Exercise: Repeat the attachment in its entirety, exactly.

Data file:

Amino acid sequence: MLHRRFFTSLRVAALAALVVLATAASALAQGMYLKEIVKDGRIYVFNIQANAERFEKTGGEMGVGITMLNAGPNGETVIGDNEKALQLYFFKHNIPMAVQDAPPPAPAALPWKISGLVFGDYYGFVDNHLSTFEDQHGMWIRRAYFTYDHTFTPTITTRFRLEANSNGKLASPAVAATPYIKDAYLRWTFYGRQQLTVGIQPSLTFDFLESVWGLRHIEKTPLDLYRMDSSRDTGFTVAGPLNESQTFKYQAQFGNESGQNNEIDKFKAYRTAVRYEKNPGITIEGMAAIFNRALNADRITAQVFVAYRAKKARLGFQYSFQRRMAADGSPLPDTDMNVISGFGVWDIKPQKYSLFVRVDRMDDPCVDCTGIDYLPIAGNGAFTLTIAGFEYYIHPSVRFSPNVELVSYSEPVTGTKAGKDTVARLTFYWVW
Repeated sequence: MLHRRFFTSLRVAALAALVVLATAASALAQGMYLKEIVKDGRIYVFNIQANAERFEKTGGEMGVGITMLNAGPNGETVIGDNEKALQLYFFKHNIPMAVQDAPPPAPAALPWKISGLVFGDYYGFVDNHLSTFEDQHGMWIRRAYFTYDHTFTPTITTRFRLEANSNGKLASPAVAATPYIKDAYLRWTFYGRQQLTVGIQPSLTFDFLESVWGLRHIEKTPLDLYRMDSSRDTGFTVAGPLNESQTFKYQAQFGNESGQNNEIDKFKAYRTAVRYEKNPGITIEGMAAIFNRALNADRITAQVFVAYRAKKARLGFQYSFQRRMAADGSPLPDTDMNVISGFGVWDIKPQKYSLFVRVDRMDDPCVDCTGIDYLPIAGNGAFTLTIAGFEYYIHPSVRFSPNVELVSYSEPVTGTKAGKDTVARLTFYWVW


Amino acid sequence: MLHRRFFTSLRVAALAALVVLATAASALAQGMYLKEIVKDGRIYVFNIQANAERFEKTGGEMGVGITMLNAGPNGETVIGDNEKALQLYFFKHNIPMAVQDAPPPAPAALPWKISGLVFGDYYGFVDNHLSTFEDQHGMWIRRAYFTYDHTFTPTITTRFRLEANSNGKLASPAVAATPYIKDAYLRWTFYGRQQLTVGIQPSLTFDFLESVWGLRHIEKTPLDLYRMDSSRDTGFTVAGPLNESQTFKYQAQFGNESGQNNEIDKFKAYRTAVRYEKNPGITIEGMAAIFNRALNADRITAQVFVAYRAKKARLGFQYSFQRRMAADGSPLPDTDMNVISGFGVWDIKPQKYSLFVRVDRMDDPCVDCTGIDYLPIAGNGAFTLTIAGFEYYIHPSVRFSPNVELVSYSEPVTGTKAGKDTVARLTFYWVW
Repeated sequence: MLHRRFFTSLRVAALAALVVLATAASALAQGMYLKEIVKDGRIYVFNIQANAERFEKTGGEMGVGITMLNAGPNGETVIGDNEKALQLYFFKHNIPMAVQDAPPPAPAALPWKISGLVFGDYYGFVDNHLSTFEDQHGMWIRRAYFTYDHTFTPTITTRFRLEANSNGKLASPAVAATPYIKDAYLRWTFYGRQQLTVGIQPSLTFDFLESVWGLRHIEKTPLDLYRMDSSRDTGFTVAGPLNESQTFKYQAQFGNESGQNNEIDKFKAYRTAVRYEKNPGITIEGMAAIFNRALNADRITAQVFVAYRAKKARLGFQYSFQRRMAADGSPLPDTDMNVISGFGVWDIKPQKYSLFVRVDRMDDPCVDCTGIDYLPIAGNGAFTLTIAGFEYYIHPSVRFSPNVELVSYSEPVTGTKAGKDTVARLTFYWVW